New Bishop sets out challenges

by Jonathan Ball last modified 23 Apr, 2012 09:56 AM

In his first address to the Salisbury Diocesan Synod meeting on Saturday 5 November, the new Bishop of Salisbury Nicholas Holtam laid out the challenges facing the diocese and the Church of England.

New Bishop sets out challenges

Bishop Nicholas Holtam

Speaking to the 120 delegates gathered at Market Lavington Community Hall, Bishop Holtam praised the diocese’s new Children and Young People strategy, which intentionally places them at the heart of the Church of England’s work in Dorset and Wiltshire. He hoped this would be the first of a series of strategies which would ‘give shared purpose and coherence…and help us to pull together in the same direction.’

He looked forward to the Olympics and Paralympics coming to the UK, and to Weymouth and Portland in particular next summer, urging use of the opportunities that the Games will bring ‘in a time of serious economic turmoil.’

Bishop Holtam pointed to the 17% fall in Average Sunday attendance in the diocese since 2000, arguing that ‘as a diocese and as the Church of England we have no option but to encourage growth in numbers and depth.’

The Bishop focused on the events outside St Paul’s Cathedral over the last fortnight as an example of how the Church is least attractive when talking about itself, and at its best ‘when attentive to God and one another in love and service rather than worrying about our own survival.’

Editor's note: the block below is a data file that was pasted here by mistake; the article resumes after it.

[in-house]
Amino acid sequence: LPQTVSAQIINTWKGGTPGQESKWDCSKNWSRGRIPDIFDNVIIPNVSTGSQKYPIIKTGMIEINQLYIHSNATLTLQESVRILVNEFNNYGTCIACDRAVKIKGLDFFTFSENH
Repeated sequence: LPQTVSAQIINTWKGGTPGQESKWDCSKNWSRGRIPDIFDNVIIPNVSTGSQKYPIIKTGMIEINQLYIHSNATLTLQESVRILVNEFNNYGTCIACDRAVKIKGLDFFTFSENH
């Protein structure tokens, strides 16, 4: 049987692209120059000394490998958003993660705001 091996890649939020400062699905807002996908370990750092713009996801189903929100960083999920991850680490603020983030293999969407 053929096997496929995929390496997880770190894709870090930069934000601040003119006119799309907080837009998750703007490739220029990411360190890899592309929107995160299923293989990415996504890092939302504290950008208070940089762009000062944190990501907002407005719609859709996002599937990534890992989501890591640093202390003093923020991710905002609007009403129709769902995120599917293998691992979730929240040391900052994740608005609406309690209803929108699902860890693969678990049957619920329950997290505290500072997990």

He found agreement that the gap between richest and poorest has grown too large and is rapidly widening. However, he suggested that the Church’s ability to contribute to the debate about society’s values and the economic crisis had been damaged by St Paul’s Cathedral closing its doors. He argued: ‘Threatening to evict the protesters showed the cathedral as willing to use the power of the City of London to protect itself, which is the very thing that worries the rest of us.’

Bishop Holtam added: ‘Whilst it is not clear from the New Testament whether the Church is of, with, or for the poor, the Church isn't credible if we don't attempt something along one of those lines. St Paul’s seem not to have asked themselves that root question and they lacked the instinct to respond to the great opportunity of a crisis.’

The consequence had been resignations in circumstances damaging for the Church of England, and not just the St Paul’s clergy who had resigned.

The Bishop concluded by saying how delighted he was to have become Bishop of Salisbury, and he looked forward to a fruitful and happy partnership.

For the full text of the address, please click here.

Further information contact
The Bishop's Press Officer, Revd Jonathan Ball
01722 334031, 07500 872081, bishops.chaplain@salisbury.anglican.org

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